This project will replant eelgrass (a kind of seagrass) in part of Puget Sound, Washington, where it began to disappear in the early 2000s.
The disappearance of eelgrass inflicted immediate and long-lasting damage on the marine environment of the San Juan Islands. Herring spawn in eelgrass, so the loss of habitat devastated their population. In turn, Chinook salmon, which eat herring, declined. Now there are fewer salmon, which make up 80 to 90% of their diet of the resident killer whales.
In the Pacific Northwest, these flowering plants, which grow submerged in shallow marine waters, provide myriad benefits, including:
- Food for waterfowl
- Shelter for many species of fish, crustaceans, and other animals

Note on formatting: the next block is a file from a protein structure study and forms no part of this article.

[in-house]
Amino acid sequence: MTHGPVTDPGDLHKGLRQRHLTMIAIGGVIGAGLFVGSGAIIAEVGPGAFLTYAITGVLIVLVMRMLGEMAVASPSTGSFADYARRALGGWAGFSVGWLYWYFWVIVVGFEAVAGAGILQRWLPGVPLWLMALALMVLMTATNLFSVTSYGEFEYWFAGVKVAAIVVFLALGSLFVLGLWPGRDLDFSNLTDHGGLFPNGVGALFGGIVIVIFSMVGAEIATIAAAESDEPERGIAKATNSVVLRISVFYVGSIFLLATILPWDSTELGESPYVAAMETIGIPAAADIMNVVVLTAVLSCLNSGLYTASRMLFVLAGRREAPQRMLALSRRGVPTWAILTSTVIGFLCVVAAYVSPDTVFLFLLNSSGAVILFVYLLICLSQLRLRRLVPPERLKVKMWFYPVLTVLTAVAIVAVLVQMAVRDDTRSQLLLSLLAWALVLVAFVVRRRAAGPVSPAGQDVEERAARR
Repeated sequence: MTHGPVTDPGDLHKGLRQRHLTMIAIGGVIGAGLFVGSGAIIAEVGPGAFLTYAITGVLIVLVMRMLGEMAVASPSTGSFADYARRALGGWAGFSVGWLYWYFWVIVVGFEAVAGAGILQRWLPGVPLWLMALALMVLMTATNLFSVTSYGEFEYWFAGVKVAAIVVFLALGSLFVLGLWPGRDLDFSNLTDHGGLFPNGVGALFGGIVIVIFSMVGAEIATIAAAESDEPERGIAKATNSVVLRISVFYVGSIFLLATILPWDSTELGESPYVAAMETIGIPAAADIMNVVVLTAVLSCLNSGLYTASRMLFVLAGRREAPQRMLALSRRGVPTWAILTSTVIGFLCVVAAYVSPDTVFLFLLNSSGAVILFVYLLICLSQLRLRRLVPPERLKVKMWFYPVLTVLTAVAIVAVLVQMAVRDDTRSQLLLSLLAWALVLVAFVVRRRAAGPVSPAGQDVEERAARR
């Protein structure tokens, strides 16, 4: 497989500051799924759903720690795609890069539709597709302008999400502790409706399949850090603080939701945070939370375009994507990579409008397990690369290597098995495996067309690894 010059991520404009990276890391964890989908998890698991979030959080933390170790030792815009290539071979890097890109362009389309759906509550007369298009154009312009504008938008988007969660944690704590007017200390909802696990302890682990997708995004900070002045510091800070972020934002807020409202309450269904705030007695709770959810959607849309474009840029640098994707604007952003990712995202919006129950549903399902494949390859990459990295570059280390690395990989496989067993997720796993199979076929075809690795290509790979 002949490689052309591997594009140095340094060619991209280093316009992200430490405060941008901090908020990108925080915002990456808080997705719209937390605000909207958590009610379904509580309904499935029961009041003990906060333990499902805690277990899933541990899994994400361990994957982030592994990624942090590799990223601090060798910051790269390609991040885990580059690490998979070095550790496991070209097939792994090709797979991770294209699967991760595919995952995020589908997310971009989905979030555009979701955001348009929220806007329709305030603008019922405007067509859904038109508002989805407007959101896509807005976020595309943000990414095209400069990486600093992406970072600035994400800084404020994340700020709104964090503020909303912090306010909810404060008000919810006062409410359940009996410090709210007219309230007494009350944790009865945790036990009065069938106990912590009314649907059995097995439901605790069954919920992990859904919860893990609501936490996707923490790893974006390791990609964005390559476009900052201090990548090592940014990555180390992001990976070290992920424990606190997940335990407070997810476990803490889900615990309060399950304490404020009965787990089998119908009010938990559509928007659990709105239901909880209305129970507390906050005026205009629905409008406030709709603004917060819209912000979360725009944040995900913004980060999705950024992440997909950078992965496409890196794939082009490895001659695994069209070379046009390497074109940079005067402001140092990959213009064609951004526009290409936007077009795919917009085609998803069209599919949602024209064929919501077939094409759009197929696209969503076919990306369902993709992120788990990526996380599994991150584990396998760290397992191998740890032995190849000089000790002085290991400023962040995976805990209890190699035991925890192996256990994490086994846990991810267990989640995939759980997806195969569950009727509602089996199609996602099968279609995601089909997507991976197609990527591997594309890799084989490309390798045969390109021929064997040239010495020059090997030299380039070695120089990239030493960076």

- Storm and erosion mitigation as their root systems stabilize the soft ocean bottom
- Better water quality, by trapping fine particles and filtering nutrients in runoff
- Economic support, as habitat for commercially important fish
- Carbon sequestration, because an acre of seagrass can store about three times as much carbon as an acre of rainforest
This project will restore eelgrass in Westcott Bay by planting seeds. This is a promising method, and is potentially less costly than transplanting mature plants. Other projects have used seeds successfully in other areas (Chesapeake Bay, for example), but they haven’t been tried widely in Puget Sound.
Luckily, the biggest expanse of eelgrass in the lower 48 states is in nearby Padilla Bay. Our project partners will collect flowering eelgrass shoots there. They will hold the shoots in flowing seawater while the seeds mature. Once mature, the seeds may need to be treated so that they sink quickly, in the area targeted for restoration. Then, volunteers will broadcast the seeds at the restoration site. Divers will assess success in the spring of 2021.